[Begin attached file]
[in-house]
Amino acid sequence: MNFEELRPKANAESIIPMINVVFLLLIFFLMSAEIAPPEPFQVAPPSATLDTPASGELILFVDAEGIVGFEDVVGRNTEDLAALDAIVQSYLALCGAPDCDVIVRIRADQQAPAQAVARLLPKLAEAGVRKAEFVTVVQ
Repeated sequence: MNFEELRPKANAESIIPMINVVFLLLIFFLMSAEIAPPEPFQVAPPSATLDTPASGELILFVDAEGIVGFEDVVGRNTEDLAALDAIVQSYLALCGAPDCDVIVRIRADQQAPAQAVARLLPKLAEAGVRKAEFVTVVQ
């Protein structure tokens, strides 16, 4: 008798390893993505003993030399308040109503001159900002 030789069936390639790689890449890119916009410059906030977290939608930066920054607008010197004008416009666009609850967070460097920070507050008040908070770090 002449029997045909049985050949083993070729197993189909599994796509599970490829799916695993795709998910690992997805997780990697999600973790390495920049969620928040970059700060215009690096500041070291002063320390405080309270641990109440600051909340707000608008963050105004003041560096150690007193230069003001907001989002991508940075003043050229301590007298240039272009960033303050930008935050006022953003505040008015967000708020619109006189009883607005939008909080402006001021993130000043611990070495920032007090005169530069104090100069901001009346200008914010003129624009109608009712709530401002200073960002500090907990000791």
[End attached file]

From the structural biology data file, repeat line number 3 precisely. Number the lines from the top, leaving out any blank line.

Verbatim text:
Repeated sequence: MNFEELRPKANAESIIPMINVVFLLLIFFLMSAEIAPPEPFQVAPPSATLDTPASGELILFVDAEGIVGFEDVVGRNTEDLAALDAIVQSYLALCGAPDCDVIVRIRADQQAPAQAVARLLPKLAEAGVRKAEFVTVVQ